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University students’ extra-curricular activities to be recorded alongside academic performance

Published: Thursday, 04 October 2012   Category: All Graduate Jobs News

Students at universities and higher education colleges are likely to have records detailing their extra-curricular achievements in addition to their academic performance throughout their course.

Following pilot schemes across the UK, the Higher Education Achievement Report (HEAR) scheme is likely to be rolled out nationwide in the near future.

The initiative is already being implemented in 90 universities and colleges this academic year, where a more rounded picture of students’ achievements, including sporting, volunteering, employment and student union successes will be recorded. 

Vice-chancellor of the University of Leicester, Prof Sir Robert Burgess, said that there is a damaging obsession with degree classifications – particularly first and upper second class degrees – and concluded that arrangements as they currently stand do not do justice to students and are not enough for employers.

Prof Sir Burgess, who led the work for the sector bodies Universities UK and Guild HE, said: “The UK honours degree is a robust and highly valued qualification. But universities have recognised for some time that a single degree classification cannot do justice to the range of skills, knowledge and experience students gain during their time in higher education.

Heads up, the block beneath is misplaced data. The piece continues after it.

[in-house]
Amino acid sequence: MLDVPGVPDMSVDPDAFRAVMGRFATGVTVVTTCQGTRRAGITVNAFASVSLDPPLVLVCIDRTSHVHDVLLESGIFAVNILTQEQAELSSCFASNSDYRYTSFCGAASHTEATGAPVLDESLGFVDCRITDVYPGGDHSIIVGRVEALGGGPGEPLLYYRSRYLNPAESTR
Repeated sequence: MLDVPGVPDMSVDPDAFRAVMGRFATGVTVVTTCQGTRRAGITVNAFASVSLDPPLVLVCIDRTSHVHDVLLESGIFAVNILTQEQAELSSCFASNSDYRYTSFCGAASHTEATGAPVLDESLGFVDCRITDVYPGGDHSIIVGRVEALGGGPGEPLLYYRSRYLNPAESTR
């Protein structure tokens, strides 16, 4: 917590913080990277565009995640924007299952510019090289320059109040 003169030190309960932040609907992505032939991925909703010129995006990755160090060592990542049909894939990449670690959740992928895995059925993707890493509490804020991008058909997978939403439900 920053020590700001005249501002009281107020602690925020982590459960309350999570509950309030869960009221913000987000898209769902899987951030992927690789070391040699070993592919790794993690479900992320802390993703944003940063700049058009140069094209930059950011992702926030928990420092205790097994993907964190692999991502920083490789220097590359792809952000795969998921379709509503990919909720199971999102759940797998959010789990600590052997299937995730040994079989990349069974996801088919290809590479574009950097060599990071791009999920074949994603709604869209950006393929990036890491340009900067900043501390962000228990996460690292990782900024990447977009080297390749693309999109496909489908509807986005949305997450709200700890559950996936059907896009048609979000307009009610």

“In time the steering group hopes that the wider information contained in the Hears will eclipse the single degree classification and, where appropriate, serve as a replacement for it.” 

According to experts, the new system will make it easier for employers to verify candidates’ credentials – which means ‘embellishing’ your CV will no longer be an option!

Is the initiative a good idea?

For those who enjoy immersing themselves in sport or community activities, the scheme is great news. Extracurricular activities will be valued as highly as academic achievements and will be officially recognised by their university and potential employers, upping their chances of being selected from the graduate talent pool.

But what about those who are highly work-focused and do not have enough time to fit hours of sporting or volunteering activity around lectures and private study? While coming across to potential employers as a rounded candidate is important, university students are now paying up to £9,000 for their education, so who can blame them for wanting to centre their efforts around their work and graduate with the best degree possible?

What are your thoughts on the Higher Education Achievement Report? Do you think it is a good idea or should universities stick to their old ways?

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